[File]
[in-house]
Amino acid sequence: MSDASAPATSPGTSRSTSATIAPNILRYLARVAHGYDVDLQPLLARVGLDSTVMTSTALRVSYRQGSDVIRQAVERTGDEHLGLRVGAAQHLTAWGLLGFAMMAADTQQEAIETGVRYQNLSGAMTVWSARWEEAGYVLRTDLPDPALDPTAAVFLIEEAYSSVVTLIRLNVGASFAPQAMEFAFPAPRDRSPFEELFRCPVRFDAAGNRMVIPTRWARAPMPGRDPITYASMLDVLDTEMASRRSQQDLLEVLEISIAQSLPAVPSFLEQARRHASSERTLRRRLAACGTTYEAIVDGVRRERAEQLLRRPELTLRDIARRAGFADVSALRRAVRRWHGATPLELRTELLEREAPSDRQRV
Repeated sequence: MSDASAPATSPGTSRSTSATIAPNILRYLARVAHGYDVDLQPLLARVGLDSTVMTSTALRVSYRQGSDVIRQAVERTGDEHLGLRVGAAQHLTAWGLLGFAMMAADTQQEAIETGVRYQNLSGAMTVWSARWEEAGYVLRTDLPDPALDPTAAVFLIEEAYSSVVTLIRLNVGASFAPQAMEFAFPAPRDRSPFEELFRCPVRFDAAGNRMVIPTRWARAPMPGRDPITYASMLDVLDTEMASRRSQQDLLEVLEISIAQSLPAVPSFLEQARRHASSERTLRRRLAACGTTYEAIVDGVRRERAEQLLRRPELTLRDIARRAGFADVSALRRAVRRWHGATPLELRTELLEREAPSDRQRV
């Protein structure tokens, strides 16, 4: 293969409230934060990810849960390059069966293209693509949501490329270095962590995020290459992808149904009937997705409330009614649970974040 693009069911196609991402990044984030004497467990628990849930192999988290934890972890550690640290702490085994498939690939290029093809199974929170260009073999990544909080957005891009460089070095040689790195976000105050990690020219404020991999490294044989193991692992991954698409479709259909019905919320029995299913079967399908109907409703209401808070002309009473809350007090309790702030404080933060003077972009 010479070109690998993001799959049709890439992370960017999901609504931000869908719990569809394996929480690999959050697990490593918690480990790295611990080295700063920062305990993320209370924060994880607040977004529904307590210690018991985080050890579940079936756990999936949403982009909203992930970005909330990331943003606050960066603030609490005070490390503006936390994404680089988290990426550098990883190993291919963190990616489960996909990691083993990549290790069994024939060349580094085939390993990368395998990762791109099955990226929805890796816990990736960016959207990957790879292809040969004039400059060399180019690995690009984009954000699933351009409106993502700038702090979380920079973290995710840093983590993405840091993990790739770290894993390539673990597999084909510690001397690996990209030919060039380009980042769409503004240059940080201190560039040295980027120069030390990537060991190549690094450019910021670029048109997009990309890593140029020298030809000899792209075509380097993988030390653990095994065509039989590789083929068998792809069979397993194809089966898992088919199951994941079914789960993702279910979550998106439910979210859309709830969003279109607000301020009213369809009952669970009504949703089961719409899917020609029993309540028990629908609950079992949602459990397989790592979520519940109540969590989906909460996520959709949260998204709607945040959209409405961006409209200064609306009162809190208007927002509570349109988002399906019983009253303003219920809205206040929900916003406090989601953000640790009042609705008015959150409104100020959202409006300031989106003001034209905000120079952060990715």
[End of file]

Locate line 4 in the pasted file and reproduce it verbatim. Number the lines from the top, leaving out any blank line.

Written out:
């Protein structure tokens, strides 16, 4: 293969409230934060990810849960390059069966293209693509949501490329270095962590995020290459992808149904009937997705409330009614649970974040 693009069911196609991402990044984030004497467990628990849930192999988290934890972890550690640290702490085994498939690939290029093809199974929170260009073999990544909080957005891009460089070095040689790195976000105050990690020219404020991999490294044989193991692992991954698409479709259909019905919320029995299913079967399908109907409703209401808070002309009473809350007090309790702030404080933060003077972009 010479070109690998993001799959049709890439992370960017999901609504931000869908719990569809394996929480690999959050697990490593918690480990790295611990080295700063920062305990993320209370924060994880607040977004529904307590210690018991985080050890579940079936756990999936949403982009909203992930970005909330990331943003606050960066603030609490005070490390503006936390994404680089988290990426550098990883190993291919963190990616489960996909990691083993990549290790069994024939060349580094085939390993990368395998990762791109099955990226929805890796816990990736960016959207990957790879292809040969004039400059060399180019690995690009984009954000699933351009409106993502700038702090979380920079973290995710840093983590993405840091993990790739770290894993390539673990597999084909510690001397690996990209030919060039380009980042769409503004240059940080201190560039040295980027120069030390990537060991190549690094450019910021670029048109997009990309890593140029020298030809000899792209075509380097993988030390653990095994065509039989590789083929068998792809069979397993194809089966898992088919199951994941079914789960993702279910979550998106439910979210859309709830969003279109607000301020009213369809009952669970009504949703089961719409899917020609029993309540028990629908609950079992949602459990397989790592979520519940109540969590989906909460996520959709949260998204709607945040959209409405961006409209200064609306009162809190208007927002509570349109988002399906019983009253303003219920809205206040929900916003406090989601953000640790009042609705008015959150409104100020959202409006300031989106003001034209905000120079952060990715």